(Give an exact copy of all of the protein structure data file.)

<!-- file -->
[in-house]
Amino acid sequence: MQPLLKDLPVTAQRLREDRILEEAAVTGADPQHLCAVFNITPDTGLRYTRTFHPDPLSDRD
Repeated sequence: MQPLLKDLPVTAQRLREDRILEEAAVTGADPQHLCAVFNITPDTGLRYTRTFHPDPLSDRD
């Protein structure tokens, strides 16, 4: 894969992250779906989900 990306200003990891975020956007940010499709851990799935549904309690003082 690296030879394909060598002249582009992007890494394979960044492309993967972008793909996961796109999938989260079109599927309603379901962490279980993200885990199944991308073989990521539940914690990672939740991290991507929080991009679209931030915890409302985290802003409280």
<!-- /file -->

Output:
[in-house]
Amino acid sequence: MQPLLKDLPVTAQRLREDRILEEAAVTGADPQHLCAVFNITPDTGLRYTRTFHPDPLSDRD
Repeated sequence: MQPLLKDLPVTAQRLREDRILEEAAVTGADPQHLCAVFNITPDTGLRYTRTFHPDPLSDRD
């Protein structure tokens, strides 16, 4: 894969992250779906989900 990306200003990891975020956007940010499709851990799935549904309690003082 690296030879394909060598002249582009992007890494394979960044492309993967972008793909996961796109999938989260079109599927309603379901962490279980993200885990199944991308073989990521539940914690990672939740991290991507929080991009679209931030915890409302985290802003409280």